The vast majority of white hat hackers who reported that they were looking for jobs in cybersecurity said that their bug hunting experience helped them land a job, according to Bugcrowd’s 2018 Inside the Mind of a Hacker report.
The report looked at the community of white hat hackers to better understand the skill sets and career aspirations of more than 750 security researchers and found that 41% of white hat hackers are self-taught. In addition, 80% of bug hunters said that their experience in bug hunting has helped them get a job in cybersecurity.
“Bug bounties have impacted my life by teaching me skills that I didn’t know from doing traditional pentesting,” said Phillip Wylie, a top-performing security researcher for Bugcrowd based out of Texas in today’s press release. “I really enjoy being involved in the security and hacking community and I now teach ethical hacking at a community college. It’s important to share knowledge in our community so we can push ourselves to be better.”
“Cybersecurity isn’t a technology problem, it’s a people problem – and in the white hat hacker community there’s an army of allies waiting and ready to join the fight,” said Casey Ellis, founder and CTO at Bugcrowd in the release.
“Bug hunting is a perfect entry point for would-be infosecurity professionals to gain real-world experience, as well as for seasoned professionals to hone their skills and supplement their income. With cybercrime expected to more than triple over the next five years, bug hunting addresses the dire need for security skills at scale.”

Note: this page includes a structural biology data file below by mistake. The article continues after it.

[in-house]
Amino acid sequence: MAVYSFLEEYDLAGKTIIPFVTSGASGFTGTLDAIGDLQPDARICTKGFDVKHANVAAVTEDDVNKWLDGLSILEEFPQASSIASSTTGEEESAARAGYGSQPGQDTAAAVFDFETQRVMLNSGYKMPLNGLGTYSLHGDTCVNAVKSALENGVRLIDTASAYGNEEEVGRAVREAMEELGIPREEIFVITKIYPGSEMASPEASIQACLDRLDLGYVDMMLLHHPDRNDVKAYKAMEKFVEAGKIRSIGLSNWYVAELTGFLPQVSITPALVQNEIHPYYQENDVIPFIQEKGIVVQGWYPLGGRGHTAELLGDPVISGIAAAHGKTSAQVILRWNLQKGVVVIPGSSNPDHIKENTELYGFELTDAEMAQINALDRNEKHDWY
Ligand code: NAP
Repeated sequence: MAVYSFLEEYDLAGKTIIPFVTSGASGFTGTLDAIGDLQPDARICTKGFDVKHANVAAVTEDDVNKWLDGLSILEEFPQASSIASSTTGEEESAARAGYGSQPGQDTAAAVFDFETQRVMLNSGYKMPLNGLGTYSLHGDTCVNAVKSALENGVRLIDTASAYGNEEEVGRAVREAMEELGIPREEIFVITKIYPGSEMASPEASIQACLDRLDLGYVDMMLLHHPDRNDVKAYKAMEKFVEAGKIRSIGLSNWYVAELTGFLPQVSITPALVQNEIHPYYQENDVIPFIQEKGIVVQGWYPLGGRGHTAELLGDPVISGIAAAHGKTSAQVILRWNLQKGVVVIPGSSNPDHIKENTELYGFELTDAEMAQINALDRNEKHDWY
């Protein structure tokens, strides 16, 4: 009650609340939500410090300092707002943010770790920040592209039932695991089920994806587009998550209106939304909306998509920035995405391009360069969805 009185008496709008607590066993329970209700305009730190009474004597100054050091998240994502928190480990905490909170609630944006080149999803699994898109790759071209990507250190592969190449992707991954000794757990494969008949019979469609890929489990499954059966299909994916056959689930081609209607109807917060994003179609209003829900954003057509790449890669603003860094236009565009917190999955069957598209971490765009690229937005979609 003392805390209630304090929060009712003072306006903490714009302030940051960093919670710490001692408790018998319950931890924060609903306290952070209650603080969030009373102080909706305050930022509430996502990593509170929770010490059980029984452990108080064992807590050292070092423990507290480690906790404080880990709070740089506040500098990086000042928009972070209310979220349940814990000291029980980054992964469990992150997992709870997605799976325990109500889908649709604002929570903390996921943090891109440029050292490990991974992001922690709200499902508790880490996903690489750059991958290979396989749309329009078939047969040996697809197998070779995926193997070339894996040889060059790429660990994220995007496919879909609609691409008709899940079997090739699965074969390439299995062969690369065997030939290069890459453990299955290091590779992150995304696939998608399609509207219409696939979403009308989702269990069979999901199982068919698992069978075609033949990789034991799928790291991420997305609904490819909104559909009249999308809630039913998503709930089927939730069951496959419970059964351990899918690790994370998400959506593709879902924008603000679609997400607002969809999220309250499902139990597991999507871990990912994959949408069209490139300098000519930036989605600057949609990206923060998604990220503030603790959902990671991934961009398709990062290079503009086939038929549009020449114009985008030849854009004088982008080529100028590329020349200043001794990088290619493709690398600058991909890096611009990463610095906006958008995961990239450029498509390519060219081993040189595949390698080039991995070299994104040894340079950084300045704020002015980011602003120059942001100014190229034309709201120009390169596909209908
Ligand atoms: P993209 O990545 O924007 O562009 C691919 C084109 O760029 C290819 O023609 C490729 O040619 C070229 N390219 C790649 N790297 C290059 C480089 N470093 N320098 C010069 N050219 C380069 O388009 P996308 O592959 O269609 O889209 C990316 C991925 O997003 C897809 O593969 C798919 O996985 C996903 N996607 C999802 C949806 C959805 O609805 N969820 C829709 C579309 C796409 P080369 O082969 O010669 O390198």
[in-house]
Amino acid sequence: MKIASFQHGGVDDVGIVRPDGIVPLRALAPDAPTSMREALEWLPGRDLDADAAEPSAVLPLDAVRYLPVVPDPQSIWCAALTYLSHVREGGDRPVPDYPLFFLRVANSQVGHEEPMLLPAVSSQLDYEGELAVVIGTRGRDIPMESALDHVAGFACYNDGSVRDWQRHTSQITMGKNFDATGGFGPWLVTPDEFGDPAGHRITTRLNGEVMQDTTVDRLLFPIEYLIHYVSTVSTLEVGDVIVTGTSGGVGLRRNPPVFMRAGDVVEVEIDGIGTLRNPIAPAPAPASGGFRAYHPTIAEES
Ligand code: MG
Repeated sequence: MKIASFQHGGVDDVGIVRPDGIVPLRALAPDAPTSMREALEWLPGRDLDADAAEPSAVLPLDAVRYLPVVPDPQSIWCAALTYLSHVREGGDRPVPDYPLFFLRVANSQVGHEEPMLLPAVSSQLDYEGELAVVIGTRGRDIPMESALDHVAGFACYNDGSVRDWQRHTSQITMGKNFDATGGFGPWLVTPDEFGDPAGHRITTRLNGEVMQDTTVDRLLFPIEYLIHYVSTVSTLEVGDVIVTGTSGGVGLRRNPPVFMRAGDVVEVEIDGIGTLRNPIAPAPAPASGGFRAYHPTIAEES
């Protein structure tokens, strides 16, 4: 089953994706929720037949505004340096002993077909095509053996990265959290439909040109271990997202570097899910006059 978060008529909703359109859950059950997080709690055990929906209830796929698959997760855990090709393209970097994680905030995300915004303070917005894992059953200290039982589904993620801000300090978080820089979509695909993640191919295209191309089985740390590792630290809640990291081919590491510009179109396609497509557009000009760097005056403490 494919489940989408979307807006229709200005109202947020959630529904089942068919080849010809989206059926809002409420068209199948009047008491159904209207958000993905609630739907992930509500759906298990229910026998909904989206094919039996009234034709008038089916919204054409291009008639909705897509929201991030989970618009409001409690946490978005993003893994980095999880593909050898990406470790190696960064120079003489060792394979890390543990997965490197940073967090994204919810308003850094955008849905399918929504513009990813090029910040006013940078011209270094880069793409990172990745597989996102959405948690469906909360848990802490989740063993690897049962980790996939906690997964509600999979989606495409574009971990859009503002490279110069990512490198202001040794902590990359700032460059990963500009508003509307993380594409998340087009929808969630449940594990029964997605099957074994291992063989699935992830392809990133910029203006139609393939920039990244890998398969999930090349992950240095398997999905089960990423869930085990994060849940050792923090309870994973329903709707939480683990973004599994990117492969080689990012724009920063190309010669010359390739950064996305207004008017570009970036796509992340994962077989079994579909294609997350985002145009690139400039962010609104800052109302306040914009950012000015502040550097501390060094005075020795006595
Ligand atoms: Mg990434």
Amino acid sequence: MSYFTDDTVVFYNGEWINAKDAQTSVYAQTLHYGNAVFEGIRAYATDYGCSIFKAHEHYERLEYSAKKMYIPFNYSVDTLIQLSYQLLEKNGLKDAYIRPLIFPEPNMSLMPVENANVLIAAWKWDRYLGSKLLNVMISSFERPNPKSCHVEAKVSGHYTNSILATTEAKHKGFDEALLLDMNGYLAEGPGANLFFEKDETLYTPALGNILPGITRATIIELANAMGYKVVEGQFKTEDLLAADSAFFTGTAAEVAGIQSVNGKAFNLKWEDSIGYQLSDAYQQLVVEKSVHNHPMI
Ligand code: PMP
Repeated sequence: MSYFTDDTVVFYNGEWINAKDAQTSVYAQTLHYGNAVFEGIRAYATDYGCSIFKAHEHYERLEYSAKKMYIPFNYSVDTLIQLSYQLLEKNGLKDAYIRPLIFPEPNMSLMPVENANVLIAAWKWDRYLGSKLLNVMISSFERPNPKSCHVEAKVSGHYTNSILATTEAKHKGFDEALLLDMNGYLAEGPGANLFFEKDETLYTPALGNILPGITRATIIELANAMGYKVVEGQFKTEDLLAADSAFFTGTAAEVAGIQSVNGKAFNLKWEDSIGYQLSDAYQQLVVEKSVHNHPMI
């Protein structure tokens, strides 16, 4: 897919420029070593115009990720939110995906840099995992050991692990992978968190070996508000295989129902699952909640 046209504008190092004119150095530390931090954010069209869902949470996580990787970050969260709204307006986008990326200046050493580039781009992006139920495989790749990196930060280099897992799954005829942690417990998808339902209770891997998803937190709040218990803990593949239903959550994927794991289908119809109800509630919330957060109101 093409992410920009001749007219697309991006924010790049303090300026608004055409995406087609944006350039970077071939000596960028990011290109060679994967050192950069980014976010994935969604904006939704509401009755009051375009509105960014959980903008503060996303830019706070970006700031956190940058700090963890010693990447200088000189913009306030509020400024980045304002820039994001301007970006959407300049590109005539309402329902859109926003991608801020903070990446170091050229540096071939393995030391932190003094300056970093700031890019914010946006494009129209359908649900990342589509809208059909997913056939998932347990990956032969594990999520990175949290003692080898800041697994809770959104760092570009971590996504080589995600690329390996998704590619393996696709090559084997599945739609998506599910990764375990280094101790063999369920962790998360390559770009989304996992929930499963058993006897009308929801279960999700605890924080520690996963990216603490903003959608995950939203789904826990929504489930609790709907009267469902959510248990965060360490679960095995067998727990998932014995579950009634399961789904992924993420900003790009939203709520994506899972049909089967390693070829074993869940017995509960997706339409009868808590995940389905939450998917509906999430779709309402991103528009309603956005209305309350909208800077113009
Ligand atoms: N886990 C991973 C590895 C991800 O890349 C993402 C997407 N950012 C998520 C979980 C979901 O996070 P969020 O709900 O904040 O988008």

A career in bug-hunting can be quite lucrative, with the research showing that the average total payouts for the top 50 hackers totaled around $150K, with the average submission payout coming in at $783. While hackers are finding and submitting plenty of bugs, 15% of hackers have the ambition of being a top security engineer at tech giants like Google and Facebook, yet only 6% have the desire to someday be a CISO.
Some hackers (24%) only spend an average of 6–10 hours a week bug hunting, which could be a function of the fact that more than half of the white hat hacker community are hunting bugs on top of their regular 9–5 positions.
The report also highlighted the continued gender imbalance that plagues the industry, with women representing a mere 4% of the global hacking community.